Of course, even with all this resilience and redundancy, things never go quite as well as you want. I managed to burn up the larger of our two inverters trying to get it to run the well pump, which had I thought about it, I would have known would happen, that pump drawing about twice as much power as the inverter could supply. I was more careful with the other one after that. We gave up trying to get the well pump to run and used rainwater collected in pools here and there for the animals.

Other than that, all went well and we even enjoyed our electrical hiatus. We heated with the wood stove, shutting down the heat systems that needed power. We cooked on the wood stove and the propane burners and used flashlights and oil lamps for light. We were able to stay warm and fed and to properly water and feed all our animals. We missed our TV a little, but instead made conversation and read books. It was actually quite pleasant at times.

Still, I know now I need to be more forceful about getting that generator back. It's silly to be the owner of a 1500 watt generator, if you can't use it when you need to. I would have been much happier about it all if I could have used the genny to run the sump pump to clear the water from the basement and to run the well pump.

This was a good test, and we were not unprepared. A passing grade. We have a thing or two to tinker with, to be even readier for the next emergency.

So much for the Womerlippis. How resilient is the rest of society? And how redundant are our systems for food, water, shelter, energy, health care and emergency services? Because we are for sure going to need them more and more these next few decades.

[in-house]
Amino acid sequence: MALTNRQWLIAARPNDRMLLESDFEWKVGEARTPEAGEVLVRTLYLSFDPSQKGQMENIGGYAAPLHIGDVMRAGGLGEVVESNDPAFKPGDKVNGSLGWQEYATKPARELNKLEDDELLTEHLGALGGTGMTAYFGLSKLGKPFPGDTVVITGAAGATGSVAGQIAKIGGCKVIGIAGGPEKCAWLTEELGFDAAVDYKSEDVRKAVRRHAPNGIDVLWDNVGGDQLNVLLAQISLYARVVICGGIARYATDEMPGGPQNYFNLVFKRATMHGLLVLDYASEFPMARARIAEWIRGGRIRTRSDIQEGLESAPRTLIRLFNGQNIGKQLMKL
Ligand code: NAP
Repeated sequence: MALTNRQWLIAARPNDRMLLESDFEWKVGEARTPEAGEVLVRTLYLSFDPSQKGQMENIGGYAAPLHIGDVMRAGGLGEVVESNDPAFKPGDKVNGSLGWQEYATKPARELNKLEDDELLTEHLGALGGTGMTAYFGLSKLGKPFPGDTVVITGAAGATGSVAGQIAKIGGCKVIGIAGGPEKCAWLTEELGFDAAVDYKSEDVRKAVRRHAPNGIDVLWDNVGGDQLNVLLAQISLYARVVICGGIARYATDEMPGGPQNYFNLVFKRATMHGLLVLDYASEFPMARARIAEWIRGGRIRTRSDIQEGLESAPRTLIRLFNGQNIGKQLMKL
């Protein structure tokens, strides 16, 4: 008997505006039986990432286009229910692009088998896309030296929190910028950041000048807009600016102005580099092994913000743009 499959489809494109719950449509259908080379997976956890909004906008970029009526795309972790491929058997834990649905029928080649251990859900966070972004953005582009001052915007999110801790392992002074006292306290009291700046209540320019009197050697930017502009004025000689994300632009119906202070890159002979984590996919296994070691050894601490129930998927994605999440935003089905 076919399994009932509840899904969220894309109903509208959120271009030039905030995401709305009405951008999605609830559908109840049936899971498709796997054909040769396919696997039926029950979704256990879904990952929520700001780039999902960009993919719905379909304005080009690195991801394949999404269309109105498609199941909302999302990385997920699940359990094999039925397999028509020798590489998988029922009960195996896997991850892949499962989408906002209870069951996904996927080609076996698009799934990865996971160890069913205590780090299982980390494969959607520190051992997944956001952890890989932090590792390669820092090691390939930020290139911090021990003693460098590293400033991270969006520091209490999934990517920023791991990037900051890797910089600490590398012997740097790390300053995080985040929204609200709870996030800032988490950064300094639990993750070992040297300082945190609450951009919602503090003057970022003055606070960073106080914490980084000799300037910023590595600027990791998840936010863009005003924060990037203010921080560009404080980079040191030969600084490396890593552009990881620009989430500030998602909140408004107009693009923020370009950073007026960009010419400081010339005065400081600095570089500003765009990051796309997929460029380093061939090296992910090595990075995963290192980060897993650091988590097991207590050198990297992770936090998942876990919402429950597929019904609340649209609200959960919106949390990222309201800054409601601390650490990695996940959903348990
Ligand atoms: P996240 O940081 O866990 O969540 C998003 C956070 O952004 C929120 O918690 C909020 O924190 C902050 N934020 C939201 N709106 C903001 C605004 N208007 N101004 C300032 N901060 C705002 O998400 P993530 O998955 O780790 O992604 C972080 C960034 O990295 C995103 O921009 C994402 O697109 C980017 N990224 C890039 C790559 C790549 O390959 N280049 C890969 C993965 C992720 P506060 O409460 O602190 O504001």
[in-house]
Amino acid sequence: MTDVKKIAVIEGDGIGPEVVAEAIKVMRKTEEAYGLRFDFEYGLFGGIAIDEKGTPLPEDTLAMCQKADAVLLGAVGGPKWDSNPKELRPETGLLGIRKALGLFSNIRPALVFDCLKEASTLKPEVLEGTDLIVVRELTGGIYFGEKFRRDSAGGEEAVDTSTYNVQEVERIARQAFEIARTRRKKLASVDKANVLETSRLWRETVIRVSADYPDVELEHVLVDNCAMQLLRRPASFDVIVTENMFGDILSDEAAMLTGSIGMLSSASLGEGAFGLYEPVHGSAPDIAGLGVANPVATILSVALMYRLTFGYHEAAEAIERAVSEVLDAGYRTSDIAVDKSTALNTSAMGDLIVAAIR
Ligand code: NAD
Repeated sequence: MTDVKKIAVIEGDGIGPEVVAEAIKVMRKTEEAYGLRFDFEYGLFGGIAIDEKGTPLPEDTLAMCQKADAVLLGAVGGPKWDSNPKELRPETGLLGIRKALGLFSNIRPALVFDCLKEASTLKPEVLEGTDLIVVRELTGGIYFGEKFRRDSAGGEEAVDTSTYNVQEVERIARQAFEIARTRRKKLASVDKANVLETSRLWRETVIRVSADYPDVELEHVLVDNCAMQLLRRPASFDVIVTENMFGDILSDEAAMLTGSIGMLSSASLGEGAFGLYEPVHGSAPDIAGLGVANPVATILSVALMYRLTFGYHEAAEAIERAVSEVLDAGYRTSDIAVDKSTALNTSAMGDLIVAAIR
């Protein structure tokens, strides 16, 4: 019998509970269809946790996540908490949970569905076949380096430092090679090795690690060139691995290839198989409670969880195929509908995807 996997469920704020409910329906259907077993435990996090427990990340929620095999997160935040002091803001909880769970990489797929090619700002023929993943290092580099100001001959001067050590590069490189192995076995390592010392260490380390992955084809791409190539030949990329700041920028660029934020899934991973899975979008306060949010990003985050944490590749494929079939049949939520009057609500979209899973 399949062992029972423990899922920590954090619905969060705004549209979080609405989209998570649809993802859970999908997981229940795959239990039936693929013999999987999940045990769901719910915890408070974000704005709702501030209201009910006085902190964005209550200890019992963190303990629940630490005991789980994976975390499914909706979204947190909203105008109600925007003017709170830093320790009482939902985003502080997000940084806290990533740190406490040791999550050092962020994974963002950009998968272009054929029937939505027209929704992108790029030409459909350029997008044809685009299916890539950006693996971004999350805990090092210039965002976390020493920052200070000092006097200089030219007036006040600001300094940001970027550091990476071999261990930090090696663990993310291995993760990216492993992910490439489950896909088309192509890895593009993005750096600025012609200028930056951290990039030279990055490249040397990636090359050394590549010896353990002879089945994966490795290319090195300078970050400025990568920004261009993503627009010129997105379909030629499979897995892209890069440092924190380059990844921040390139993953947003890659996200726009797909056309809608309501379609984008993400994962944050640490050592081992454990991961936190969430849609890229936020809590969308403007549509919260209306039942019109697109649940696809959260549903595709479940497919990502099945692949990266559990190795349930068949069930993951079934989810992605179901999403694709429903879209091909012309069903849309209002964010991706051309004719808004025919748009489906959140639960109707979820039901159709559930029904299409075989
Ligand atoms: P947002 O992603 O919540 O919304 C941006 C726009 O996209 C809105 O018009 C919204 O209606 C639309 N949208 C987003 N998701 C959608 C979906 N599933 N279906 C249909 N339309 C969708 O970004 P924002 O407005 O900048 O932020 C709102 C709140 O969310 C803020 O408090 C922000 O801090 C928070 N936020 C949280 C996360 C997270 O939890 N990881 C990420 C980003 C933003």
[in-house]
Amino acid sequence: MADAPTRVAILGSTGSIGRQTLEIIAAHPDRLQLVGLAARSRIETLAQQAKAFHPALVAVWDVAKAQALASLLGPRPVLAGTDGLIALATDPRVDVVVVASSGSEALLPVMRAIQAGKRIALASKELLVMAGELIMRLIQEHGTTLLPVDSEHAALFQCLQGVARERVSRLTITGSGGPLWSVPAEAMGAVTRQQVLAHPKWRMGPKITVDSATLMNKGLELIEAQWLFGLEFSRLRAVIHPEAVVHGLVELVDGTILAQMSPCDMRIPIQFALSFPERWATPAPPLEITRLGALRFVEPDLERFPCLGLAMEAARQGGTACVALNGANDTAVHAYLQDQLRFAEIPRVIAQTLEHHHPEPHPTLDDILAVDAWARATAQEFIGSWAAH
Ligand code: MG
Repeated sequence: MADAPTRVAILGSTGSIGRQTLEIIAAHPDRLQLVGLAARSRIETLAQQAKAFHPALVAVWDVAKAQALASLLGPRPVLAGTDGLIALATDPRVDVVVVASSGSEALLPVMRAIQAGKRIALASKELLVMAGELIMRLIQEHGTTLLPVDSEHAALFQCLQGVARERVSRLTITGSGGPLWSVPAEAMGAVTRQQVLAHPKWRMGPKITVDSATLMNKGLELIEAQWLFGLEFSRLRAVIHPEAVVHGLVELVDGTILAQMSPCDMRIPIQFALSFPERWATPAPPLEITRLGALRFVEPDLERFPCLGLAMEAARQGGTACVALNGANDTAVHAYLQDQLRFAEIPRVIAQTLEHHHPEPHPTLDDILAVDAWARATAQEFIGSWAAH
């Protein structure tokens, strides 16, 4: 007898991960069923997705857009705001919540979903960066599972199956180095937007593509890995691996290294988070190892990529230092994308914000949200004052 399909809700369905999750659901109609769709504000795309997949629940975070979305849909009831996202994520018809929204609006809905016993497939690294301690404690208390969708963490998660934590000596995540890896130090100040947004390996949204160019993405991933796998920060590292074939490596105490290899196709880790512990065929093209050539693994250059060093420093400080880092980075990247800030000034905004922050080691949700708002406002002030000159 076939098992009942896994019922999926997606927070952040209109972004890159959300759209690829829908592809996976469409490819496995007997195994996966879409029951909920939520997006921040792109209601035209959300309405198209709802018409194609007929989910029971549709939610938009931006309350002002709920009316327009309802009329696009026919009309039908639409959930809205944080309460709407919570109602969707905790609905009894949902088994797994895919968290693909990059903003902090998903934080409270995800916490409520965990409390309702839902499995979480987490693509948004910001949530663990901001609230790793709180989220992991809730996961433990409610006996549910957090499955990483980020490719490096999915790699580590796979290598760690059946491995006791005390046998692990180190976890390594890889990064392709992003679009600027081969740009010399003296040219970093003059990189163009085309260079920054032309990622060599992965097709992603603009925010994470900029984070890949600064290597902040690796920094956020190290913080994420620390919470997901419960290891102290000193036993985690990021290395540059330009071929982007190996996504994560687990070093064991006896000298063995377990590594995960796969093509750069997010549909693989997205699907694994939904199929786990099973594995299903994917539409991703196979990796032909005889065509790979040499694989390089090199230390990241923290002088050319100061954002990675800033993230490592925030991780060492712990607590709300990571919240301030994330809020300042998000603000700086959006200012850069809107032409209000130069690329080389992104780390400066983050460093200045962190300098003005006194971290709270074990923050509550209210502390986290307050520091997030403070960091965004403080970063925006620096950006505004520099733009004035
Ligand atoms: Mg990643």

Tuesday, November 25, 2008

Barn-building done for the winter

Student Kiera Shepherd tries a fairly advanced cut with a power saw, making a tenon joint.

I started to realize that although the title of this blog is purportedly "Sustainability Activities at Unity College," precious few student activities have been reported this semester.

There's two reasons for that. The first is that more and more other professors have been adding hands-on sustainability activities to classroom instruction and to co-curricular projects. Examples range from Nancy Ross's work with local hunger activism, to Aimee Phillippi's recent local foods class, to Doug Fox's efforts with the student weatherization teams. Some of these folks post articles on their own blogs or web pages, or there are many college news articles, but they haven't been making it onto these pages, an omission I'd like to begin to fix.

The other is that my own efforts at classroom integration of hands-on sustainability projects have been dominated this semester by the barn project, which has it's own blog right here. I've been spending durn near all my non-teaching time, 15-20 hours each week, with students building our own and other folk's barns, and the efforts have been recorded on that blog, not this. As a consequence, our usual work with wind turbines, solar panels, other hands-on stuff has gone by the wayside.

Working on our new barn has been fun for our class. We didn't get to finish it because we needed a permit from the Maine DEP. Instead we have it prefabricated in frame sections and bents, and stored in a shed for the winter. I'll most likely finish it next fall with a new class. But we helped build barns at MOFGA, the local Alpaca farm, and we remodeled the existing Unity College livestock facility to improve it's winter functioning, to make up for not finishing the new barn. We worked on four different buildings, with students seeing all the diferrent stages of basic construction.

Here's some good shots of students at work earlier this fall. Our project for the day was a bit of trial and error to see which sizes for mortise and tenons fit best to make a solid brace. In these shots we were working on perfecting the tenon.

Measure twice, cut once

Amber and the framing saw

Trey, Pat and myself work on a knotty problem in construction

Monday, November 24, 2008

Who is Justinian?